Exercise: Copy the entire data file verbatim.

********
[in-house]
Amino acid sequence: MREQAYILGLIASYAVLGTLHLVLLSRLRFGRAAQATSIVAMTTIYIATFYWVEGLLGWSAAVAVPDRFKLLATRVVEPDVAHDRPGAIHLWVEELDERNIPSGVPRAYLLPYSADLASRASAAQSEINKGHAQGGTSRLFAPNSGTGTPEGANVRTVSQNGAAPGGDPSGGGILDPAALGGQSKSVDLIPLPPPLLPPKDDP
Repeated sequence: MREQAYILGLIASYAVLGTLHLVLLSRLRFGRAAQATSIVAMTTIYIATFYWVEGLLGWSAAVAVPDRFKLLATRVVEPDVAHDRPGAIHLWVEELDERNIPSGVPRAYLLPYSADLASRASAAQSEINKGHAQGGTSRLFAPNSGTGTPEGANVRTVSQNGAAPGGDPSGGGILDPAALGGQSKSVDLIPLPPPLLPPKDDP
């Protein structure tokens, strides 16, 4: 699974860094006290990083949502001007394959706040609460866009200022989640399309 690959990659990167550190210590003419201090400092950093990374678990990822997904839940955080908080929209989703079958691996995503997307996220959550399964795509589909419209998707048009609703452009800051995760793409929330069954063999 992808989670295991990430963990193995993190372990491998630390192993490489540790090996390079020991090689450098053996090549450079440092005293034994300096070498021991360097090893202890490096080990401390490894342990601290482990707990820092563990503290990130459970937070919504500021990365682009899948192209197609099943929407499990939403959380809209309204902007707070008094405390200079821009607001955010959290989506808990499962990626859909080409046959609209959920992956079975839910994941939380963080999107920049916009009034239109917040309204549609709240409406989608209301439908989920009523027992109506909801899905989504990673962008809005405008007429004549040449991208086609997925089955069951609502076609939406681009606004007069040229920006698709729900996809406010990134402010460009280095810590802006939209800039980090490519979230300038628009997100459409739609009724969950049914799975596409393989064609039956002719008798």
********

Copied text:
[in-house]
Amino acid sequence: MREQAYILGLIASYAVLGTLHLVLLSRLRFGRAAQATSIVAMTTIYIATFYWVEGLLGWSAAVAVPDRFKLLATRVVEPDVAHDRPGAIHLWVEELDERNIPSGVPRAYLLPYSADLASRASAAQSEINKGHAQGGTSRLFAPNSGTGTPEGANVRTVSQNGAAPGGDPSGGGILDPAALGGQSKSVDLIPLPPPLLPPKDDP
Repeated sequence: MREQAYILGLIASYAVLGTLHLVLLSRLRFGRAAQATSIVAMTTIYIATFYWVEGLLGWSAAVAVPDRFKLLATRVVEPDVAHDRPGAIHLWVEELDERNIPSGVPRAYLLPYSADLASRASAAQSEINKGHAQGGTSRLFAPNSGTGTPEGANVRTVSQNGAAPGGDPSGGGILDPAALGGQSKSVDLIPLPPPLLPPKDDP
């Protein structure tokens, strides 16, 4: 699974860094006290990083949502001007394959706040609460866009200022989640399309 690959990659990167550190210590003419201090400092950093990374678990990822997904839940955080908080929209989703079958691996995503997307996220959550399964795509589909419209998707048009609703452009800051995760793409929330069954063999 992808989670295991990430963990193995993190372990491998630390192993490489540790090996390079020991090689450098053996090549450079440092005293034994300096070498021991360097090893202890490096080990401390490894342990601290482990707990820092563990503290990130459970937070919504500021990365682009899948192209197609099943929407499990939403959380809209309204902007707070008094405390200079821009607001955010959290989506808990499962990626859909080409046959609209959920992956079975839910994941939380963080999107920049916009009034239109917040309204549609709240409406989608209301439908989920009523027992109506909801899905989504990673962008809005405008007429004549040449991208086609997925089955069951609502076609939406681009606004007069040229920006698709729900996809406010990134402010460009280095810590802006939209800039980090490519979230300038628009997100459409739609009724969950049914799975596409393989064609039956002719008798």